WVU Extension Agent –
Agriculture & Natural Resources, Monroe County
Brian Wickline’s passion for successful farms drives him to connect farmers with consumers and restaurants. He dedicates much of his time to educating West Virginia’s citizens about agricultural topics ranging from natural gas to food system marketing.
The WVU Extension agent and assistant professor of agriculture in Monroe County, Wickline specializes in livestock and forage production, nutrient management and marketing. He is involved with several livestock and farm marketing programs.
Recently, Wickline helped lead a series of public meetings concerning the Marcellus Shale, a largely untapped reserve of natural gas. Inviting citizens’ questions and concerns about obtaining natural gas from the resource, the forums addressed common fears about environmental problems associated with chemicals used while extracting the natural gas in a process called “fracking.”
In addition to his Marcellus Shale educational efforts, Wickline also participated in forums about farming, serving on a panel of food system experts discussing marketing strategies that would best benefit the state’s agriculture industry and its consumers.
Sharing his knowledge with youths, he has coached six 4-H teams that received national recognition. The awards were for their land, home site and grassland judging skills.
Wickline also has received several professional awards, including the 2005 WVU Extension New Employee Excellence Award and the 2006 WVU Davis College of Agriculture Young Distinguished Alumnus Award.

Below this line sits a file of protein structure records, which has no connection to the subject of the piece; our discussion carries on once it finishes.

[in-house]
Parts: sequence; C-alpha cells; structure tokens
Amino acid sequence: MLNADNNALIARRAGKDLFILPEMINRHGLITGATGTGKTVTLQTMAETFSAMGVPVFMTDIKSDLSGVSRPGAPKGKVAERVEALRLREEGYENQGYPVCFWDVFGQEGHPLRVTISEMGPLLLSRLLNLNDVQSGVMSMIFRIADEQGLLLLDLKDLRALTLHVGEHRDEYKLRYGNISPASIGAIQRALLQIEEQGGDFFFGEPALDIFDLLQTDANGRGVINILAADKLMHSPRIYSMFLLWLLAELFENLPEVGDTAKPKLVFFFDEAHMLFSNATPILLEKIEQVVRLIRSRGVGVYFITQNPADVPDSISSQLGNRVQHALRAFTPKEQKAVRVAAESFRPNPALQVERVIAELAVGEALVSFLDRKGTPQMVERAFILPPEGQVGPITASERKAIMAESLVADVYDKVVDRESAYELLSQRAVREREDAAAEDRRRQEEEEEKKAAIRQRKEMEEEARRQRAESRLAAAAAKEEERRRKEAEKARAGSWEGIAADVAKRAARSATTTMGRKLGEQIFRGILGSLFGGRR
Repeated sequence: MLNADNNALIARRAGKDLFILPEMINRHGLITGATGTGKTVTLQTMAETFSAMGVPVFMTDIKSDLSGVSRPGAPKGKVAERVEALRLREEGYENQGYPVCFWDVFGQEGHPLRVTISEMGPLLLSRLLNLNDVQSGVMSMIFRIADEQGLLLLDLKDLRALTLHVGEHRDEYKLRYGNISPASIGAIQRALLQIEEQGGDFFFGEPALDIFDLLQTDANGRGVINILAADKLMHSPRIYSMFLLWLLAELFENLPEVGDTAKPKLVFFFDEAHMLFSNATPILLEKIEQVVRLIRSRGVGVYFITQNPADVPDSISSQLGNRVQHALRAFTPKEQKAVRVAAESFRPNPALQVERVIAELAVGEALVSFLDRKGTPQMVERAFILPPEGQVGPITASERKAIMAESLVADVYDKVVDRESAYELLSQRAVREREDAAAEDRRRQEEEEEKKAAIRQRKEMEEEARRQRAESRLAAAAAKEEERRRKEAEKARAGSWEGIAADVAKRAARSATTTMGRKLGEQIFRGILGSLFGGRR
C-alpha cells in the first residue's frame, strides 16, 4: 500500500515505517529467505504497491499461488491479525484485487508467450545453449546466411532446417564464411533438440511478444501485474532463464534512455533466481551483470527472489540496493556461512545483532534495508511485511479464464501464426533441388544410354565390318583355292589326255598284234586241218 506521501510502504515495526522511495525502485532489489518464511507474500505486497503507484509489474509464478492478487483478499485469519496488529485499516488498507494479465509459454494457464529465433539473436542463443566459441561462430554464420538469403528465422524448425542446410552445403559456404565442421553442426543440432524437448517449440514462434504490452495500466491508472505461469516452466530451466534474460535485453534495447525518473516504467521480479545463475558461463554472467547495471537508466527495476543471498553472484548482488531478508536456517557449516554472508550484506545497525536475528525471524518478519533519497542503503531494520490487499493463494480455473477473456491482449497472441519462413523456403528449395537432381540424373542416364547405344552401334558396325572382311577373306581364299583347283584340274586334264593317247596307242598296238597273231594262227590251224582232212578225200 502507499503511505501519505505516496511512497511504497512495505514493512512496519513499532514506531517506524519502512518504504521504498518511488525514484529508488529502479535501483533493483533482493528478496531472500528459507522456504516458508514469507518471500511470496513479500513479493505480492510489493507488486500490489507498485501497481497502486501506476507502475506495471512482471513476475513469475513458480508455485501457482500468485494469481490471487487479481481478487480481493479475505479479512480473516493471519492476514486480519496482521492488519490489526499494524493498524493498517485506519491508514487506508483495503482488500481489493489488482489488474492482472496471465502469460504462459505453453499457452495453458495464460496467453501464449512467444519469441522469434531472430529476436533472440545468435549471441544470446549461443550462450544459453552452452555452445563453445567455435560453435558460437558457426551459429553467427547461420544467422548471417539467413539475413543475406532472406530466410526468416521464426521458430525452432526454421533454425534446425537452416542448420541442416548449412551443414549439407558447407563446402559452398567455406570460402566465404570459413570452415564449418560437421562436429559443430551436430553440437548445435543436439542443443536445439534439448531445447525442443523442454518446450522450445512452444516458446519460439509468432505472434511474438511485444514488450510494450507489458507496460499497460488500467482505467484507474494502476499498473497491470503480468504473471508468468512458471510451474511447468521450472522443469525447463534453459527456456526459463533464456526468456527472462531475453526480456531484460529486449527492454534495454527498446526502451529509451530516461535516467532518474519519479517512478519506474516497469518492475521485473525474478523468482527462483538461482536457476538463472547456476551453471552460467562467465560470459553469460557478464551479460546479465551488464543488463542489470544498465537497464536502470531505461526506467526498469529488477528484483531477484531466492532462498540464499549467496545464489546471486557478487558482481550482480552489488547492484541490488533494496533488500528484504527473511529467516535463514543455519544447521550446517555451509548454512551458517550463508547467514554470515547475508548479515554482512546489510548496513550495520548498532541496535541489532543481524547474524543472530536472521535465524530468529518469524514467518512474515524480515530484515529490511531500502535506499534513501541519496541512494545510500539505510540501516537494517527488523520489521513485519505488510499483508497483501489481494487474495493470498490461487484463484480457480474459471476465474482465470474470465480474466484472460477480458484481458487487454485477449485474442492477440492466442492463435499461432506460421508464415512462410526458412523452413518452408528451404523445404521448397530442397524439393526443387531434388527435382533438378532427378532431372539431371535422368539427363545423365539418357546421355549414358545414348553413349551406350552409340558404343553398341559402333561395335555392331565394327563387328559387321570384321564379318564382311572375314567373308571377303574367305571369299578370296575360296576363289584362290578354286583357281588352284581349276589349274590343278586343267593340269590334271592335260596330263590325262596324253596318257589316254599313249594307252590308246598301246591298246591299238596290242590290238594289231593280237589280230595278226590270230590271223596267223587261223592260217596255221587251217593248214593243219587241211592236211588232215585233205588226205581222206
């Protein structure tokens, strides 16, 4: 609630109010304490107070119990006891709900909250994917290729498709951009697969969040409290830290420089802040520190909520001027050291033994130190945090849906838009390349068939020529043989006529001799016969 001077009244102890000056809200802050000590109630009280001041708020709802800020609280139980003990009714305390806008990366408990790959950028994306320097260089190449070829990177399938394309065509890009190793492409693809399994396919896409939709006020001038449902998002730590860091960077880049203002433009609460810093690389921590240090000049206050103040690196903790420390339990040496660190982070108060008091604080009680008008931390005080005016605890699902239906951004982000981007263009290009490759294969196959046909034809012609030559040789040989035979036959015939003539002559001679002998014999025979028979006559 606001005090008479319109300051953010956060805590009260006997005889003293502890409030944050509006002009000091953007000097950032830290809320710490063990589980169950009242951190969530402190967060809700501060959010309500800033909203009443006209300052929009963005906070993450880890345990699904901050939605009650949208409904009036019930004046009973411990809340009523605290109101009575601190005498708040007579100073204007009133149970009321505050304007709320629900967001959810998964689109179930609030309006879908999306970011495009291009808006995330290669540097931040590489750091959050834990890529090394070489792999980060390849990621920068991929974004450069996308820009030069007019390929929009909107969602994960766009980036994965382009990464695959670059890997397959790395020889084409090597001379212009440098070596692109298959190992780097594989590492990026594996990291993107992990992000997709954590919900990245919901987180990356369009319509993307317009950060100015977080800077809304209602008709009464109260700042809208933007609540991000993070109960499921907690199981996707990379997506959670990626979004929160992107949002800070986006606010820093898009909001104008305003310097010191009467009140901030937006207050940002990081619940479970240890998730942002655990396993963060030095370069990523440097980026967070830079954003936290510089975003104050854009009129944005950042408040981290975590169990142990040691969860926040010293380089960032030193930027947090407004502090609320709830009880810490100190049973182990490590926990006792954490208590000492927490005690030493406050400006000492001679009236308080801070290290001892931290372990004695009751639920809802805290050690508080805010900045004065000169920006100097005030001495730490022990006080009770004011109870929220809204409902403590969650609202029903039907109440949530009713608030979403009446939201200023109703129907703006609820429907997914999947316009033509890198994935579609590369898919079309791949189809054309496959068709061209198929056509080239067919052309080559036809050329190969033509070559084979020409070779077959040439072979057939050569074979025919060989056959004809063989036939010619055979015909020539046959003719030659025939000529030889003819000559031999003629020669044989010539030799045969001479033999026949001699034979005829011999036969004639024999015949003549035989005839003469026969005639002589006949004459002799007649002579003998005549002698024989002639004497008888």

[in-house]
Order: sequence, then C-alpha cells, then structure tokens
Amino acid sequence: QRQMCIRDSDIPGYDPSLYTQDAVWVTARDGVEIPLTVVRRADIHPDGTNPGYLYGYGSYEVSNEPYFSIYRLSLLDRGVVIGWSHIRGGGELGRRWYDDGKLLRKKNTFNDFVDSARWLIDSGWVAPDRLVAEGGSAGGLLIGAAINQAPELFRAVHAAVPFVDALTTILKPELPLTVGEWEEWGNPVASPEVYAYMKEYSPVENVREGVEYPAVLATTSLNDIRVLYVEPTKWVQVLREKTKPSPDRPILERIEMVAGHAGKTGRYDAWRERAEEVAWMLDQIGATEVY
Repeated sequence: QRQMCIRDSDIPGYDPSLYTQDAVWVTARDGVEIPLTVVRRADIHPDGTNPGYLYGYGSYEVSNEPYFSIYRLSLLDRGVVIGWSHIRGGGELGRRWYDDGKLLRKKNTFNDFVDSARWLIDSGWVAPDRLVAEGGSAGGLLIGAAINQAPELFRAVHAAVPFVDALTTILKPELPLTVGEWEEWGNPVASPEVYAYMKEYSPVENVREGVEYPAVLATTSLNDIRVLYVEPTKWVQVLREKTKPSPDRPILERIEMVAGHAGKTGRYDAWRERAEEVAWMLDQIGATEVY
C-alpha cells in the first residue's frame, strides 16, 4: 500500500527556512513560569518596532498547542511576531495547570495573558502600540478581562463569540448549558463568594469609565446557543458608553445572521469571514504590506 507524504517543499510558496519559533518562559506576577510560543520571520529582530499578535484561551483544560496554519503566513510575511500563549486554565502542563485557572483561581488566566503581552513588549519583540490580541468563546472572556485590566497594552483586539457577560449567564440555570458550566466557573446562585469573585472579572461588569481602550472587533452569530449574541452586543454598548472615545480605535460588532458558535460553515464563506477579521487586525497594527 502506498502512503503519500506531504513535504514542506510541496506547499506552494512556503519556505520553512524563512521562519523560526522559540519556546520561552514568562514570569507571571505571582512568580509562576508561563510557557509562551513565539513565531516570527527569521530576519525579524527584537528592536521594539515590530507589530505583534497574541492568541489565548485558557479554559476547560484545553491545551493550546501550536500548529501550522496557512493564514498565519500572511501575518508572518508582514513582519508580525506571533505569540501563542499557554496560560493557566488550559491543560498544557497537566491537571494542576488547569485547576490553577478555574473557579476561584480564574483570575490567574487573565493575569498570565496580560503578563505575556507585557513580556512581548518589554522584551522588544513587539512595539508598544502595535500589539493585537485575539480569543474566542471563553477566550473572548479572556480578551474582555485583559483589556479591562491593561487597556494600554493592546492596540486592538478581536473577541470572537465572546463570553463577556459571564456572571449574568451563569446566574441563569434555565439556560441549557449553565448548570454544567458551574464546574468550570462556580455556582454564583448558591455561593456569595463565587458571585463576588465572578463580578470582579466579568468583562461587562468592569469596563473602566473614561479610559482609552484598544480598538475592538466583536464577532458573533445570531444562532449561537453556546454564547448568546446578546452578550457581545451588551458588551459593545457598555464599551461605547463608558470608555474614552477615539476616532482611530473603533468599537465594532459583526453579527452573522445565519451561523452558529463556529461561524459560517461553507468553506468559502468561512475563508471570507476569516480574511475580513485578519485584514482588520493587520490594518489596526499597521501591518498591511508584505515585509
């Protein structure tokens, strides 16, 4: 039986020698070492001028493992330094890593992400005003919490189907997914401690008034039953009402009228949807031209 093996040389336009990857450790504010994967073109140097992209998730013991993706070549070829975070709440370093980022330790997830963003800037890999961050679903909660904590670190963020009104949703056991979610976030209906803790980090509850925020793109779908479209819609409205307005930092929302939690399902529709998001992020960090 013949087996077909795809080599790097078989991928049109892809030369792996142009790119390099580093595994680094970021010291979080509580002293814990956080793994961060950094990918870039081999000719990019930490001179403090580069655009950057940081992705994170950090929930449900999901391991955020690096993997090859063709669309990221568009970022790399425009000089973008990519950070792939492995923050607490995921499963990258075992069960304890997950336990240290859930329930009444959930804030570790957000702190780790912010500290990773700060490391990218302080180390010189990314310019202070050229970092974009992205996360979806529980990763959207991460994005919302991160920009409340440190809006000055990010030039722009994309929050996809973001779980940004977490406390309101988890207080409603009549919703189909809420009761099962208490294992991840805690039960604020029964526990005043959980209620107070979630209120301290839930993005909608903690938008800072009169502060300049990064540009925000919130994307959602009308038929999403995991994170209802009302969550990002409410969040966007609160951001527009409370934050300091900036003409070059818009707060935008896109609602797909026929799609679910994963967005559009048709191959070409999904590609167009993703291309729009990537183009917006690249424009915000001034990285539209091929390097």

Since he was a child on his family’s beef cattle and Christmas tree farm, Wickline has been heavily involved in the agriculture industry.
Today, he remains active with such organizations as Future Farmers of America, Monroe County Cattlemen’s Association, Monroe County Farm Bureau and Greenbrier Valley Grassland Committee.
Before joining the faculty in WVU Extension’s Monroe County office, Wickline was the program coordinator of the Greenbrier River Hydrologic Unit, caring for around 5,000 acres in the Greenbrier Valley.
He was responsible for soil sampling, lime and fertilizer recommendations, yield determination, planting recommendations and other integrated crop management practices on the land.
Wickline obtained his bachelor’s in agricultural education and his master’s in agriculture from West Virginia University. In addition to his duties at WVU Extension, Wickline remains involved in his family’s beef operation in Monroe County.
To reach Wickline, email firstname.lastname@example.org or call 304-772-3003.